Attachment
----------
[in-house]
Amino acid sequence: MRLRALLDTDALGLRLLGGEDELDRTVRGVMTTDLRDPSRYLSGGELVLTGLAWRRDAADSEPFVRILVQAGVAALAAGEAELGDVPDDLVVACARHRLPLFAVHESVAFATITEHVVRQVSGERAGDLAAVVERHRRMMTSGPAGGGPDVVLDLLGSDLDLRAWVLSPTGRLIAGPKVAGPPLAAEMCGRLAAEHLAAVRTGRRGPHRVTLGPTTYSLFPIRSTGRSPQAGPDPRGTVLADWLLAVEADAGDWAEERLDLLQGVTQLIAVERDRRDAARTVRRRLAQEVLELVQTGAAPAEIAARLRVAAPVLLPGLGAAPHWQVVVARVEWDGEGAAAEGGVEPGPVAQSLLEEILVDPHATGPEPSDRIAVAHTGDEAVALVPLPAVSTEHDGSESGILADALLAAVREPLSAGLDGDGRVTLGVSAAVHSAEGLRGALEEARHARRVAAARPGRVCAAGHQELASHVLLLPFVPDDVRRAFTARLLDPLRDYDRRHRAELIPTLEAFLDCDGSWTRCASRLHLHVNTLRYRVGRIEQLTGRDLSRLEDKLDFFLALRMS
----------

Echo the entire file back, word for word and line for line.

[in-house]
Amino acid sequence: MRLRALLDTDALGLRLLGGEDELDRTVRGVMTTDLRDPSRYLSGGELVLTGLAWRRDAADSEPFVRILVQAGVAALAAGEAELGDVPDDLVVACARHRLPLFAVHESVAFATITEHVVRQVSGERAGDLAAVVERHRRMMTSGPAGGGPDVVLDLLGSDLDLRAWVLSPTGRLIAGPKVAGPPLAAEMCGRLAAEHLAAVRTGRRGPHRVTLGPTTYSLFPIRSTGRSPQAGPDPRGTVLADWLLAVEADAGDWAEERLDLLQGVTQLIAVERDRRDAARTVRRRLAQEVLELVQTGAAPAEIAARLRVAAPVLLPGLGAAPHWQVVVARVEWDGEGAAAEGGVEPGPVAQSLLEEILVDPHATGPEPSDRIAVAHTGDEAVALVPLPAVSTEHDGSESGILADALLAAVREPLSAGLDGDGRVTLGVSAAVHSAEGLRGALEEARHARRVAAARPGRVCAAGHQELASHVLLLPFVPDDVRRAFTARLLDPLRDYDRRHRAELIPTLEAFLDCDGSWTRCASRLHLHVNTLRYRVGRIEQLTGRDLSRLEDKLDFFLALRMS